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Spring 2014
Vol. 12 No. 2
Krokodil
There has been a dramatic increase in the observed number of reports on the use of Krokodil (also known as Crocodile, Krok, or Croc) in the last few years. Krokodil use was first reported in Siberia in 2002 and has mostly been described in European countries.....

Winter 2014
Vol. 12 No. 1
GHB
Gamma-hydroxybutyric acid (GHB) and its precursors, gamma-butyrolactone (GBL) and 1,4-butanediol (1,4-BD) are popular drugs of abuse and primarily cause CNS depression. There are numerous common names for GBH such as “Liquid ecstasy”.....

Fall 2013
Vol. 11 No. 3
Atypical Antipsychotics
The use of antipsychotics began in the 1950’s after it was realized that chlorpromazine, an antihistamine, had a potent calming effect on mentation.....

 

Previous Newsletters

Biological Threats
How to Handle Anthrax and other Biological Agent Threats
October 12, 2001
By the Centers for Disease Control and Prevention
"Ecstasy" Dangers
Local Death, Life-threatening Reactions to "Ecstasy"
June 5, 2001
"A recent increase in severe reactions to the street drug "Ecstasy" has prompted CPCS to renew alerts about the drug's dangers..."

Health Care Professionals

FOR HEALTH CARE PROFESSIONALS

Poisonings continue to be a leading cause of injury. Your dedication to prevent these poisonings is greatly appreciated.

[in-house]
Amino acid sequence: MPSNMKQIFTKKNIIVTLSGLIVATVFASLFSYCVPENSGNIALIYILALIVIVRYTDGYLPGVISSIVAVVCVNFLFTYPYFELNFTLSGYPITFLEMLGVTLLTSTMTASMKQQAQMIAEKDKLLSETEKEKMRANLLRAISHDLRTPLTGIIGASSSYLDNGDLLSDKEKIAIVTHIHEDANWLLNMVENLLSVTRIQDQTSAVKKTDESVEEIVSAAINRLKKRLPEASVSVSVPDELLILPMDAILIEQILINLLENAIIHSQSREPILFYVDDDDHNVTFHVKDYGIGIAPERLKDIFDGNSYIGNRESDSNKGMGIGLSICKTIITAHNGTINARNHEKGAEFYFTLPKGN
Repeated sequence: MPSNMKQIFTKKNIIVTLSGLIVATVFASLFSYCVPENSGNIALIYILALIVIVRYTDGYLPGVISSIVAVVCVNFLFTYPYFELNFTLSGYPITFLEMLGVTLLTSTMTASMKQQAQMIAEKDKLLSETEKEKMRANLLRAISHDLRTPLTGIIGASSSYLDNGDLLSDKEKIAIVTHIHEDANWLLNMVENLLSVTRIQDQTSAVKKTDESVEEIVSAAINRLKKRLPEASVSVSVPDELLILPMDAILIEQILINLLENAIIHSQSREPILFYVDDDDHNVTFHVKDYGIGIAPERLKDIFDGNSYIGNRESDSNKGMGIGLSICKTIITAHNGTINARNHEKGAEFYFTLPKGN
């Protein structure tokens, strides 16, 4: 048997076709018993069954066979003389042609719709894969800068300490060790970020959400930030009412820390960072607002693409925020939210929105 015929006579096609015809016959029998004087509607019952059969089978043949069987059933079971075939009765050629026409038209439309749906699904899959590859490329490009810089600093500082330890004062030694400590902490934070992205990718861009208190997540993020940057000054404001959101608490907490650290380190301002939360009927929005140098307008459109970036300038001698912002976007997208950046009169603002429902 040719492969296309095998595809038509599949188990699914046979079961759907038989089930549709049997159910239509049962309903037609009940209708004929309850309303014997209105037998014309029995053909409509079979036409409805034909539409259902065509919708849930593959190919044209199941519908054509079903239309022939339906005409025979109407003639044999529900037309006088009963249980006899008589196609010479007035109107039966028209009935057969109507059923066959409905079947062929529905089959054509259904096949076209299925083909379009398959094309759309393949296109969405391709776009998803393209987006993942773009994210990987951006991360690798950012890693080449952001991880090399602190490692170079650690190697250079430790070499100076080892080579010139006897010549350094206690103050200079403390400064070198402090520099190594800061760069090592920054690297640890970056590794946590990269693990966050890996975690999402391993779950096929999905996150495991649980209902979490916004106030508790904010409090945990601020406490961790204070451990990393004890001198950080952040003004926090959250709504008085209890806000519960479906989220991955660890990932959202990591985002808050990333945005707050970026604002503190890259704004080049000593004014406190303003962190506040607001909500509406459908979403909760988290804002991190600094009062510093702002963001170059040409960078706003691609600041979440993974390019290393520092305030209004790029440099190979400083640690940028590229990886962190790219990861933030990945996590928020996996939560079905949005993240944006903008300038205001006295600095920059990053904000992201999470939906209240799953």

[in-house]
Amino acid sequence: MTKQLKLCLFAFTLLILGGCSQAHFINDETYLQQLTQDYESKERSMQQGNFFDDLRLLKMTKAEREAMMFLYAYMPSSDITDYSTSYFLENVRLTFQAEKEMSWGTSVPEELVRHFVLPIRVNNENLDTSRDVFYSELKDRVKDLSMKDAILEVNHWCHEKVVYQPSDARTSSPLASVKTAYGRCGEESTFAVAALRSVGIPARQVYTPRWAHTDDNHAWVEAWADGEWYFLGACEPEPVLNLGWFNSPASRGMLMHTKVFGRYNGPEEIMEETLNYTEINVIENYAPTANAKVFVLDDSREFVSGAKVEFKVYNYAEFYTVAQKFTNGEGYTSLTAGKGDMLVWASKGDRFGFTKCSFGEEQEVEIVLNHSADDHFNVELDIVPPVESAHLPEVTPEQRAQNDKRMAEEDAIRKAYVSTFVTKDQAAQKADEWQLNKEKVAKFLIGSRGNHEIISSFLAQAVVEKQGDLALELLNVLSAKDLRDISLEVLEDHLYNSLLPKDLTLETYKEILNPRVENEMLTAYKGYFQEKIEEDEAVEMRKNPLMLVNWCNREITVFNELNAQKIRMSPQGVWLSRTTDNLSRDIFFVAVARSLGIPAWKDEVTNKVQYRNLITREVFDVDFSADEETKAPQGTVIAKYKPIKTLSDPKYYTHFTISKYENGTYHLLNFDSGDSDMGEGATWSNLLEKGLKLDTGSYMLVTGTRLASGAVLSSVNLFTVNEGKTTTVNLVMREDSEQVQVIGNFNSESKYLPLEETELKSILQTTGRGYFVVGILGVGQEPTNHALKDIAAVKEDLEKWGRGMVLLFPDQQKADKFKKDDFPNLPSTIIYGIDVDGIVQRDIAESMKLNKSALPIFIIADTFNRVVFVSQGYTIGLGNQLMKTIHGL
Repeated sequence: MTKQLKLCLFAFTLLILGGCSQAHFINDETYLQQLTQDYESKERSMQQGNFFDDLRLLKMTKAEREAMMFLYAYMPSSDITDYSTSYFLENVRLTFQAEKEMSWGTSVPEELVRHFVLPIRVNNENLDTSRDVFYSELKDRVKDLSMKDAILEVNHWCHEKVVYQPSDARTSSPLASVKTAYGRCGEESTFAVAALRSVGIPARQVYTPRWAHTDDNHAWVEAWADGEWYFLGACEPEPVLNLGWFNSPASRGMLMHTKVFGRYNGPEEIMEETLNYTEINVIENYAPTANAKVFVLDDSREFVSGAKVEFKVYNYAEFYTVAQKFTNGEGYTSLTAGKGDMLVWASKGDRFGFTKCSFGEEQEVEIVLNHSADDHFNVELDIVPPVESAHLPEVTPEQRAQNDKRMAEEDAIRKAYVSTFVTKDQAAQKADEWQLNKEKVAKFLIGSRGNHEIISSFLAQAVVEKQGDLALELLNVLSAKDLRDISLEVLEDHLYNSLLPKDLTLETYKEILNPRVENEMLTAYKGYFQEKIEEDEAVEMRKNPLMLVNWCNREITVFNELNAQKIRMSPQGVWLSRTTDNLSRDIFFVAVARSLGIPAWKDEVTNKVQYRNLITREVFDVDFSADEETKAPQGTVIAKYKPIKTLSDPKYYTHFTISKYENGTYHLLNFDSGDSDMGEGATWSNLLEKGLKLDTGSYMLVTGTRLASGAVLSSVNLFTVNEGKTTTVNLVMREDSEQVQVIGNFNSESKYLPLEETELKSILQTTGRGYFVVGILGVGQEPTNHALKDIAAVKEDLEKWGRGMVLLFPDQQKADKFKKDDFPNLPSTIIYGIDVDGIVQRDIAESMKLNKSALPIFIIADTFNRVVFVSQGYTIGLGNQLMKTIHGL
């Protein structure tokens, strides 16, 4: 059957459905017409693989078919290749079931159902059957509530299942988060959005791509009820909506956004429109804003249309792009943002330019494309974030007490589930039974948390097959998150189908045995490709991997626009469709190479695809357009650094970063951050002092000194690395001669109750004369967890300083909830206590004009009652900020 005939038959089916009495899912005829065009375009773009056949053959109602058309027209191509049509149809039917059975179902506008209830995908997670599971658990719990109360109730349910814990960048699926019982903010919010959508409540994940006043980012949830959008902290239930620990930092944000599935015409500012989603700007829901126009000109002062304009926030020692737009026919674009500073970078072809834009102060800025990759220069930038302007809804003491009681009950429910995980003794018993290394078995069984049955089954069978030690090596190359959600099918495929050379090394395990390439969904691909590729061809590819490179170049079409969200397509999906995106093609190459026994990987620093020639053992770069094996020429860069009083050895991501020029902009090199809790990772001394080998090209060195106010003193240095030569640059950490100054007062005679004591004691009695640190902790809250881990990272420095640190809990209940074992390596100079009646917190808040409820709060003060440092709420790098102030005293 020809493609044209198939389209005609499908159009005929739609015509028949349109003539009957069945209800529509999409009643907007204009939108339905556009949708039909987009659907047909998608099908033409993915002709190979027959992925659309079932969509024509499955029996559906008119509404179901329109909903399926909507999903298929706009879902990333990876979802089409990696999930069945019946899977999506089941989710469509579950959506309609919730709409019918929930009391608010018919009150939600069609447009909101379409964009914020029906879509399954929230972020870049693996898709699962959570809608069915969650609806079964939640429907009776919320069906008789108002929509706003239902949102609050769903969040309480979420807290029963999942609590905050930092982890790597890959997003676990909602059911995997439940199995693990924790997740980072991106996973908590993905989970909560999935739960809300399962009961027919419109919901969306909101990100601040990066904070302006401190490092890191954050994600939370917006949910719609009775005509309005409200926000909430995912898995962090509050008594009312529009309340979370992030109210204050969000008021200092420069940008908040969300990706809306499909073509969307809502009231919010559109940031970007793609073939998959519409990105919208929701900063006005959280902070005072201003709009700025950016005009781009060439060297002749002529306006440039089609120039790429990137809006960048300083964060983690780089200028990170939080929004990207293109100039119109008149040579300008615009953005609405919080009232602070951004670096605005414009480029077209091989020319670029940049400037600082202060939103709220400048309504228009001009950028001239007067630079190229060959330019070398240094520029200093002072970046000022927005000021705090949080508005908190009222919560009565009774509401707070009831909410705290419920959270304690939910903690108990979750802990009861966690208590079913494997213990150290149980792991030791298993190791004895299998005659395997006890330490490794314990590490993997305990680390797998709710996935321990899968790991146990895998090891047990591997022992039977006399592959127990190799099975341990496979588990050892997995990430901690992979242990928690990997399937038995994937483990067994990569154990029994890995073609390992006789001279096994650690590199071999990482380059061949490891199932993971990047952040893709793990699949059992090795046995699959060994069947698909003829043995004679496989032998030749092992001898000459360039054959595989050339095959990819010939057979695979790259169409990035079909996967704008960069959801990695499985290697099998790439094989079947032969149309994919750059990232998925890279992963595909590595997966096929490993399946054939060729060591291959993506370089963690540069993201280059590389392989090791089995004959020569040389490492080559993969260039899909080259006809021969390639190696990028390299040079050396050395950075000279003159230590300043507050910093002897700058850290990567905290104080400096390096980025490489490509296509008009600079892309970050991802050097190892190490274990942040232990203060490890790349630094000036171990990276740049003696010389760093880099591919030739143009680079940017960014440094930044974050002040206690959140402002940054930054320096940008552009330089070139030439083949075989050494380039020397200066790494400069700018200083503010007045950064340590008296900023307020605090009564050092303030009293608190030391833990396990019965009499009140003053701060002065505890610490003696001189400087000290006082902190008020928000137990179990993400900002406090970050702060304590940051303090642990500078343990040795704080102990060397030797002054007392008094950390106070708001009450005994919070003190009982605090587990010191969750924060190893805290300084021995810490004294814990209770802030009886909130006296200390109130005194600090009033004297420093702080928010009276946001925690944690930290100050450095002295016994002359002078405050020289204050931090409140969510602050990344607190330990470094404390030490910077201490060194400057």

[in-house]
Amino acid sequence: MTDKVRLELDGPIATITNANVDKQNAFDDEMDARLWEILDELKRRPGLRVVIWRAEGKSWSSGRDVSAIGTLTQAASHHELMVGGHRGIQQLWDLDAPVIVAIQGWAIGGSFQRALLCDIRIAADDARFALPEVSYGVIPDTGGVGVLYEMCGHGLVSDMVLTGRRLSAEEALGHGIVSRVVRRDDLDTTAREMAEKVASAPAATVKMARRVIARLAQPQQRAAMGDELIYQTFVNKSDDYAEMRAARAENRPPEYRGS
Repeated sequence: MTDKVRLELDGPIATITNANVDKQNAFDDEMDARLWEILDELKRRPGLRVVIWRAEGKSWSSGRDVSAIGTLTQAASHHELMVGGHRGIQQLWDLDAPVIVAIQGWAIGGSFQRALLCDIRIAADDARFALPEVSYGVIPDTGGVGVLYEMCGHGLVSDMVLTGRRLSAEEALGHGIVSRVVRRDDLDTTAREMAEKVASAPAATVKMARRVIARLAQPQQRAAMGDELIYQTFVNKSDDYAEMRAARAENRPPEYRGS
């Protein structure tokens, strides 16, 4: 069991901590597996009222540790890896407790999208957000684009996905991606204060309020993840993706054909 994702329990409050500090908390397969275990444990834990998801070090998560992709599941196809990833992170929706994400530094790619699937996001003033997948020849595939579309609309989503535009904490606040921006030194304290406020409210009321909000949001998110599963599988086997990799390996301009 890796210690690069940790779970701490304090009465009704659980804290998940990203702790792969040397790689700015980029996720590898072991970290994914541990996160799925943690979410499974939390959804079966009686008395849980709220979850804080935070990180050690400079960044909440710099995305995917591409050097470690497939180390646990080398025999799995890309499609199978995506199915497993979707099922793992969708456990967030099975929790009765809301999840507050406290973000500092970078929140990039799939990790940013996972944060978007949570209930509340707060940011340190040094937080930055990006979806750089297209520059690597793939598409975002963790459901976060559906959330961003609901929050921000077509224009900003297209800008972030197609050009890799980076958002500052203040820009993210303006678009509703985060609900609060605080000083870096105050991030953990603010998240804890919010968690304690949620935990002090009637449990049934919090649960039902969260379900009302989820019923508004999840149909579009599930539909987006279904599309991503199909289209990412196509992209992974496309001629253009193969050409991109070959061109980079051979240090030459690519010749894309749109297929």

Available for order, specifically targeted to health care providers:

  • Poisoning & Drug Overdose -- from
    6th edition (2011) McGraw-Hill.

    Edited by Kent R. Olson, MD, FACEP (California Poison Control Center; University of California, San Francisco Division, San Francisco).

    Cover Key Benefit: This is the leading manual on the diagnosis, management, and treatment of poisonings and drug overdoses, including chemical and occupational exposures. The manual is designed in outline format, making it perfect for quick reference. Key Topics: The book is divided into four sections. Section 1 focuses on diagnosis. Section 2 provides information on approximately 150 common poisons. Section 3 describes the use and side effects of common antidotes. Section 4 describes focuses on occupational illnesses and the management of industrial problems. Market: Emergency physicians, family physicians, pediatricians, residents, medical students, nurses, nursing students, paramedics, pharmacy students, forensic toxicologists.

    “Poisoning & Drug Overdose belongs in every emergency physician’s workroom.” --Academic Emergency Medicine

    “…a great addition to any emergency department library when rapid reference is needed to treat and diagnose the poisoned patient.” -- Annals of Emergency Medicine



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    California Poison Control System
    1-800-222-1222. . Anytime, Anyplace in California

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    Disclaimer: This web site is designed to be informational and educational. Under no circumstance is this web site meant to replace the expert advice of a qualified poison specialist or physician. In the event of a poison emergency, call the nearest poison center immediately by diaing 1-800-222-1222 or contact 9-1-1 emergency services.